“Stephen O’Donnell is a good friend. We have known each other since we were kids. We used to kick a ball about with each other when we were very young pretending we were good players! He has turned into a decent player, not sure what happened to me!

“I did have the opportunity to turn professional earlier than I did but my mum insisted that I stayed on to do my Highers. My education took priority. I was basically not allowed to leave school at that point!

“Moving to Hamilton, their sales pitch is still that you will get an opportunity to play in the first team if you are good enough. There is a clear pathway. I had been released from Celtic at the time, I was deemed not worthy of a full-time contract, and within six months I had played for the Hamilton first team against Rangers at Ibrox. Ok, my chance came about because of injury, but I had been in that environment and was the next one in line to get a chance. That is a big thing. If you are working and doing what you need to do, and showing that you are good enough, you will get an opportunity at some point. It is then up to you to take that chance.

“They don’t dress it up. They tell you exactly what you are coming into, so your eyes are wide open in terms of how the club works. You’re not there to be waited on hand and foot. You are there to give everything you have got and in turn, they will give you a chance to play in the first team and showcase what you can do. If that leads to a younger player progressing and then moving on it benefits the player and the club.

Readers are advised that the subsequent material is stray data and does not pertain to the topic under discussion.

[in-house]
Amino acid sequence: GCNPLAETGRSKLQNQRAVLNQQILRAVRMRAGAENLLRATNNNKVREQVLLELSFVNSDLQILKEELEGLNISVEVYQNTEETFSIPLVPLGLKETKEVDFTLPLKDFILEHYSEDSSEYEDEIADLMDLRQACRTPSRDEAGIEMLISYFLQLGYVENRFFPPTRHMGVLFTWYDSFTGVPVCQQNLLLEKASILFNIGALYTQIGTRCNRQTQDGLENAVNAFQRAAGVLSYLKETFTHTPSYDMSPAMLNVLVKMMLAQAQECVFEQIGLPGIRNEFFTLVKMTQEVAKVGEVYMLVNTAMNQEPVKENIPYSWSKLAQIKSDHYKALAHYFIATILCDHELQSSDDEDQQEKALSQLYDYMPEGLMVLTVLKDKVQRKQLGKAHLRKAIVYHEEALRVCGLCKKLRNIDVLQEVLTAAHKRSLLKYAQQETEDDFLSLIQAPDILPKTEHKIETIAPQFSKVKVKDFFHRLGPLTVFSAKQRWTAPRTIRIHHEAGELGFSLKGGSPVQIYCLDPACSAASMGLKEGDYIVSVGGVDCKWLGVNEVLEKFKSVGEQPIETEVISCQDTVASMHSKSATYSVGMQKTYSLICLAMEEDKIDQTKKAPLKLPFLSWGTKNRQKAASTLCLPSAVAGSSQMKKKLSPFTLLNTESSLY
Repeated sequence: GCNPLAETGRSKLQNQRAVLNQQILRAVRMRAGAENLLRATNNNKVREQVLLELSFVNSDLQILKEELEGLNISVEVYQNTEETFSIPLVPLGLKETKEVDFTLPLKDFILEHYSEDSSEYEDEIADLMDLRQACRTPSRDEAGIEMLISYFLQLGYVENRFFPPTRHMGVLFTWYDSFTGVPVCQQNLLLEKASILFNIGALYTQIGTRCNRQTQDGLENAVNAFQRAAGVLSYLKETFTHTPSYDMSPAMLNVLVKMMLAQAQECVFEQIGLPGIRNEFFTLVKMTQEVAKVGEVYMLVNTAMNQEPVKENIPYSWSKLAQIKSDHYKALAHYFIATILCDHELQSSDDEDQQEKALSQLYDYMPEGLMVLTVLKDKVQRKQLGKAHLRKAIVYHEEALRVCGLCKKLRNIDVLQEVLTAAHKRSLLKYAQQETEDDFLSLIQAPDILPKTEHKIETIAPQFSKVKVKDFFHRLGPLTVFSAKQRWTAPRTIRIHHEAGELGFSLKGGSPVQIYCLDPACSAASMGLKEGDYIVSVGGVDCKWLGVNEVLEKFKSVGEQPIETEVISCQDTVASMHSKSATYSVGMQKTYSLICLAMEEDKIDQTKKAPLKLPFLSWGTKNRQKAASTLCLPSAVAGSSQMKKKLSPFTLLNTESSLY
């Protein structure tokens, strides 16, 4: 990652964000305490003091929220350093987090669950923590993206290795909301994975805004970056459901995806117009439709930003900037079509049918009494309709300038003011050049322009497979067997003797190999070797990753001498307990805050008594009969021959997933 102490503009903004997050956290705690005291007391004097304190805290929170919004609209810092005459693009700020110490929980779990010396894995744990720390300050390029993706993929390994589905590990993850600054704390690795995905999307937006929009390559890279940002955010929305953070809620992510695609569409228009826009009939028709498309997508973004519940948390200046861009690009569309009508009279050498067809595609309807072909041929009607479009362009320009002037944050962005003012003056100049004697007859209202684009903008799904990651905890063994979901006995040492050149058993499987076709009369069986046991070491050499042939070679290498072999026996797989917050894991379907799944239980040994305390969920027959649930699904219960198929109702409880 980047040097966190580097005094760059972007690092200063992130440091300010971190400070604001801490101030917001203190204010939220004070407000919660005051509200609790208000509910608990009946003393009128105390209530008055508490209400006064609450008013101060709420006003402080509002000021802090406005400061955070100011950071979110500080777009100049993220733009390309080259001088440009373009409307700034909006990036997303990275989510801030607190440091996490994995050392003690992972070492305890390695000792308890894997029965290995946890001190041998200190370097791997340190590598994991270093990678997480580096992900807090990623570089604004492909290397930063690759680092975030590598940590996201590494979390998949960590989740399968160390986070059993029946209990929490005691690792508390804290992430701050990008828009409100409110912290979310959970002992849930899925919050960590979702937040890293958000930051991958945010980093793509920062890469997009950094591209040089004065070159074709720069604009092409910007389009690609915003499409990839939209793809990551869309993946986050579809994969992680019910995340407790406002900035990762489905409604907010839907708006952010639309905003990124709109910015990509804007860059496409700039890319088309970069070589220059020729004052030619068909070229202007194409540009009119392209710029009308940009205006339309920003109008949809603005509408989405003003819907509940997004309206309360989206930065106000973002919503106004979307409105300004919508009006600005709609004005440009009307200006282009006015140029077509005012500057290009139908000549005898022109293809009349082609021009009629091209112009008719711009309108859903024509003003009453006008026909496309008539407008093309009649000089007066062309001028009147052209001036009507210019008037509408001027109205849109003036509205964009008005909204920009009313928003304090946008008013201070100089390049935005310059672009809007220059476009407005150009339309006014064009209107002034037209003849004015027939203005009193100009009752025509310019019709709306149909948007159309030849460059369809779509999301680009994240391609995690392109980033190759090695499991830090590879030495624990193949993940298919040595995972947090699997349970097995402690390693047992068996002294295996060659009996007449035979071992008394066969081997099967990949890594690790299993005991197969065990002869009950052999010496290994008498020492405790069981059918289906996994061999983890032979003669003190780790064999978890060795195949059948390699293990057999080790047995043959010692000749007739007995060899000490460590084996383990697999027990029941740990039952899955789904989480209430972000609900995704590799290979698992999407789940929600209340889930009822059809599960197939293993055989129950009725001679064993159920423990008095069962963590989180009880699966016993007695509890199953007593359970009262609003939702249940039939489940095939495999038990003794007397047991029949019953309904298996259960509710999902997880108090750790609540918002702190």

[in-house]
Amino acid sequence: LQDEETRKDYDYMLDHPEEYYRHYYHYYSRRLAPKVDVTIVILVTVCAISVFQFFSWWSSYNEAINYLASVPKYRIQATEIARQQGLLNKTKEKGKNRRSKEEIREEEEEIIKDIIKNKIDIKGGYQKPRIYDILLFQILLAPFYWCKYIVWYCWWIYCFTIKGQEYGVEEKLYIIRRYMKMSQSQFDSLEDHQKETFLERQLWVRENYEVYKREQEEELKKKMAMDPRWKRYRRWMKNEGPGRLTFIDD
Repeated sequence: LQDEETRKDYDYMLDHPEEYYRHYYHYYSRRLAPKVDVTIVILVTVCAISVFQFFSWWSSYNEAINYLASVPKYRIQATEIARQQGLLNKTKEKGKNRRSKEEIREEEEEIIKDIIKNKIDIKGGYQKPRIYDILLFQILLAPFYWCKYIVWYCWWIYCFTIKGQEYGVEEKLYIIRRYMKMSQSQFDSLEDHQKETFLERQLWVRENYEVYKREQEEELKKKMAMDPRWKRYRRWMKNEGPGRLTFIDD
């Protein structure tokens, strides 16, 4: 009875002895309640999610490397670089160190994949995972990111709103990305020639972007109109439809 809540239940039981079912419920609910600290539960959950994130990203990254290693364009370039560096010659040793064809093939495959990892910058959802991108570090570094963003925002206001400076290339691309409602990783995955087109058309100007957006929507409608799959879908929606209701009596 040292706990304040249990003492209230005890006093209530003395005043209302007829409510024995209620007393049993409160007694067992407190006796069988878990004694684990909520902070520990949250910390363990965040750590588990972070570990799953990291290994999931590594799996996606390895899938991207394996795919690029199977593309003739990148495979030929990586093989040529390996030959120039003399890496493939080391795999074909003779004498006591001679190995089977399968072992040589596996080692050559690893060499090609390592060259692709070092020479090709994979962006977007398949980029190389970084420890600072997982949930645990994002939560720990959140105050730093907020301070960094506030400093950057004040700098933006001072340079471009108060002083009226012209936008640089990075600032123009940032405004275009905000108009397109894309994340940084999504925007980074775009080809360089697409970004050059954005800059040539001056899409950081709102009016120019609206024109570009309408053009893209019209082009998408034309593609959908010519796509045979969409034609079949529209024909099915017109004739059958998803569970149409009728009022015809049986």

“Billy Reid had great faith and belief in young players. In terms of his relationship with is players, his style of management was slightly different. He would not drill players out on the training pitch and go through shape and how his team would play, but in terms of his relationship with young players, he gave them an opportunity and that is all you want. He was good with me. I was in and out of the team a lot at that time which was frustrating but, looking back, it was because I was not ready to play week in, week out. My opportunities were limited but that was more down to me and not the manager. I have a high regard for Billy and because he gave me an opportunity I will always be grateful to him. He was the one that believed in me.

“I also had a loan spell at Stenhousemuir which I loved. I’d played in the first team at Hamilton but in hindsight, I needed to go and get my eyes opened a bit. It was the Second Division at the time, League One now. I played every game under Dave Irons, who was manager there. Physically, I realised I was not ready and needed to do a bit of work growing up physically and mentally.

“We were in a relegation dogfight the year I was there but we managed to stay up and I was proud to play my part. It was my first taste of playing every week, Saturday afternoon at three. It was a great experience”.

Returning to Hamilton, Michael was soon back in the first team and that was quickly followed by the award of the captaincy.